Lasting legacies

Lieutenant General Stephen W. "Seve" Wilson

Lieutenant General Stephen W. "Seve" Wilson

BARKSDALE AIR FORCE BASE, La. -- Service and sacrifice are common bonds that unite us across generations with those who served before. Memorial Day is a special time for all Americans to reflect on the legacies of the men and women who've made the ultimate sacrifice while serving in the United States military.

To honor these men and women, it is our duty to ensure that their sacrifices were not in vain. It is our responsibility to uphold the same values our fallen brothers and sisters lived and died for. It is our privilege to continue to improve and get better as a Command, a service and an institution.

The 8th Air Force, 20th Air Force and Strategic Air Command heroes, from whom we draw our heritage, left us much to learn from and revere. Our lineage stems from World War II and the era that followed, boasting storied strategic bombing endeavors like the Mighty Eighth's "Big Week" in February 1944, in which Allied forces achieved air superiority over the German Air Force. Bringing hefty blows to Nazi-occupied Europe cost the Mighty Eighth more than 26,000 lives, while 576 Airmen serving in 20th Air Force lost their lives executing strategic bombardment in Asia and the Pacific.

The next generation of SAC warriors continued to answer their nation's call as the world entered the Cold War. While America faced the spread of communism and the proliferation of nuclear weapons, SAC kept stoic watch over our nation's security with land-based ICBMs and nuclear capable bombers, prepared to respond to aggression at a moment's notice. Conventionally, SAC showed the world a bomber force that provided the U.S. with global reach and global power.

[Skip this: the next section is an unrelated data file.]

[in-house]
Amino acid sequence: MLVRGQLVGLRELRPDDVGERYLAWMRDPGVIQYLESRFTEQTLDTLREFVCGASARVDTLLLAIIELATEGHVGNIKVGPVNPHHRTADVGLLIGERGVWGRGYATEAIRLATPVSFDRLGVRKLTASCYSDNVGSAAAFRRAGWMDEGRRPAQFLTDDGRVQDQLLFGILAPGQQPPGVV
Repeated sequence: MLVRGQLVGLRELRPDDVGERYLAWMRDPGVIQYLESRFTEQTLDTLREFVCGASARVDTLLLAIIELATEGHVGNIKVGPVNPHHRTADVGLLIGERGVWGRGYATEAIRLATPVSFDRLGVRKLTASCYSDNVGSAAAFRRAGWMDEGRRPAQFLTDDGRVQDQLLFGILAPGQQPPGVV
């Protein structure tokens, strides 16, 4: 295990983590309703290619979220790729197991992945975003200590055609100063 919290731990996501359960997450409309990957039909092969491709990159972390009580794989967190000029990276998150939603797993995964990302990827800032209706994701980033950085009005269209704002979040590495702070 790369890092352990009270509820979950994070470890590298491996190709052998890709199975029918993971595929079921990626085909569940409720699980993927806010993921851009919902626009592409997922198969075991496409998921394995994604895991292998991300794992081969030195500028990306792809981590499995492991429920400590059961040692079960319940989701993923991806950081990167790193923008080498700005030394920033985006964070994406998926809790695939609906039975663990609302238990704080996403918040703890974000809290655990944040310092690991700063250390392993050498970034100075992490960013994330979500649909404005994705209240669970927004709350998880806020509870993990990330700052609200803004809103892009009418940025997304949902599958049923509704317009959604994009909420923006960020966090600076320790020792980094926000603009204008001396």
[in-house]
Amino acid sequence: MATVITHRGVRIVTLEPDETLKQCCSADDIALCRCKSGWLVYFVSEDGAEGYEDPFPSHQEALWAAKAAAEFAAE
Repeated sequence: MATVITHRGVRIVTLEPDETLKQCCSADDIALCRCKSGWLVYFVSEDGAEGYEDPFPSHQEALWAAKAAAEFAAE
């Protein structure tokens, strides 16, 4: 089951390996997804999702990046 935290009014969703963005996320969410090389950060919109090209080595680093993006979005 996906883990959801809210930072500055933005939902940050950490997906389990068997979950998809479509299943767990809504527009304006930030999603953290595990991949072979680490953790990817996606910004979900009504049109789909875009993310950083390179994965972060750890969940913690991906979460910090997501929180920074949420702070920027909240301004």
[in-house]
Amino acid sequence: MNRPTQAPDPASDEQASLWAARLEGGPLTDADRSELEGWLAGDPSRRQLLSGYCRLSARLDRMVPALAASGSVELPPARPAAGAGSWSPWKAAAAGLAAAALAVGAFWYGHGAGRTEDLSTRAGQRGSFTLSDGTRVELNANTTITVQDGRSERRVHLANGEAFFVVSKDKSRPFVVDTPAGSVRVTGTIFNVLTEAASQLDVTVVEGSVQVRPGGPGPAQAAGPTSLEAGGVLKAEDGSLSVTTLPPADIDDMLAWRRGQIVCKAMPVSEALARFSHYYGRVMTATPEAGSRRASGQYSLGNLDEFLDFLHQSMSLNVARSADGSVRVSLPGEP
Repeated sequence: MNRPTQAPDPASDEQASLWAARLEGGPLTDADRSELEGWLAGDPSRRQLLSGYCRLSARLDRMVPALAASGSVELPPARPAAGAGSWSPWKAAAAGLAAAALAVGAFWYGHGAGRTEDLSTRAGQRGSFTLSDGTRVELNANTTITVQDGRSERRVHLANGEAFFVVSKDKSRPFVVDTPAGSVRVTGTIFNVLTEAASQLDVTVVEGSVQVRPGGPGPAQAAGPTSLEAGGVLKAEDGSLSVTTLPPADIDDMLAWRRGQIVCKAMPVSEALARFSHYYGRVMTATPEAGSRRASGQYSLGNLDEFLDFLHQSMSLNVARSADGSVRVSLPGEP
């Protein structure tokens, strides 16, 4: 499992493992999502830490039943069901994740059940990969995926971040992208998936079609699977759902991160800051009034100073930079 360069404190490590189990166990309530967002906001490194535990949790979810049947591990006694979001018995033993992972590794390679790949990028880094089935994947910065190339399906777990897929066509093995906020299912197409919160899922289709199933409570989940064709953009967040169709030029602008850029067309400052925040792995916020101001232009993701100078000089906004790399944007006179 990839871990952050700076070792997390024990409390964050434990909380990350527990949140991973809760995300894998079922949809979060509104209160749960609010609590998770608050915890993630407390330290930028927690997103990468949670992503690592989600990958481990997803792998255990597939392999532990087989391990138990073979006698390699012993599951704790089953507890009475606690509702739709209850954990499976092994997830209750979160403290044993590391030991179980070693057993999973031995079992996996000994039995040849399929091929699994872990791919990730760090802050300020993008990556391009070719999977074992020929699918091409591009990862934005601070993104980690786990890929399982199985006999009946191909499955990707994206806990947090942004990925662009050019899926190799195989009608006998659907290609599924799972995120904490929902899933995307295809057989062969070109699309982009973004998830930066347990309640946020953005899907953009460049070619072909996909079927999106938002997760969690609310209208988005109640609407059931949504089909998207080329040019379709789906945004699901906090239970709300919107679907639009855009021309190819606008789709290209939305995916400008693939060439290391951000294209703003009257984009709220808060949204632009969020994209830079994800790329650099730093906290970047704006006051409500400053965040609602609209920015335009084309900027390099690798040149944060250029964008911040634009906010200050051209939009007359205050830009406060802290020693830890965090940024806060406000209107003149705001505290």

In December 1972, President Nixon called upon that global reach and global power to bring peace through superior firepower. Over the course of 11 nights, B-52 crews led Operation Linebacker II, the aerial bombing campaign that ultimately forced North Vietnam back to the negotiation table and led to the January 1973 cease fire agreement, ending the Vietnam War. This endeavor for peace came at a price. Ninety-two SAC crew members were involved with downed aircraft, nine of whom sacrificed their lives executing the mission on behalf of their country.

While SAC's motto was "Peace is our Profession," the Cold War did not end without loss. An estimated 2,700 Airmen died in combat, reconnaissance, operational alert and training missions as SAC pioneered the concepts of strategic deterrence.

More than half a century after WWII, and just five years after stand-up, Air Force Global Strike Command is comprised of Airmen from multiple generations, bound by the same selfless service that has fueled the U.S. military since its inception. We relentlessly strive to improve ourselves and the way we do business, and we are determined to leave a legacy the next generation will be proud of.

Please take time this Memorial Day to think about why we are the greatest Air Force and military the world has ever seen. It is not the result of our equipment or technology. We are great because of our most effective and enduring weapon system, our people. I am thankful for the men and women, who since our birth as a nation have decided that serving our country and preserving our freedom is more important than the sacrifices required by doing so. May we continue to honor their selfless service and work to ensure that the next generation does the same.

Thank you, my fellow Strikers, for your service. Have a safe and reflective Memorial Day.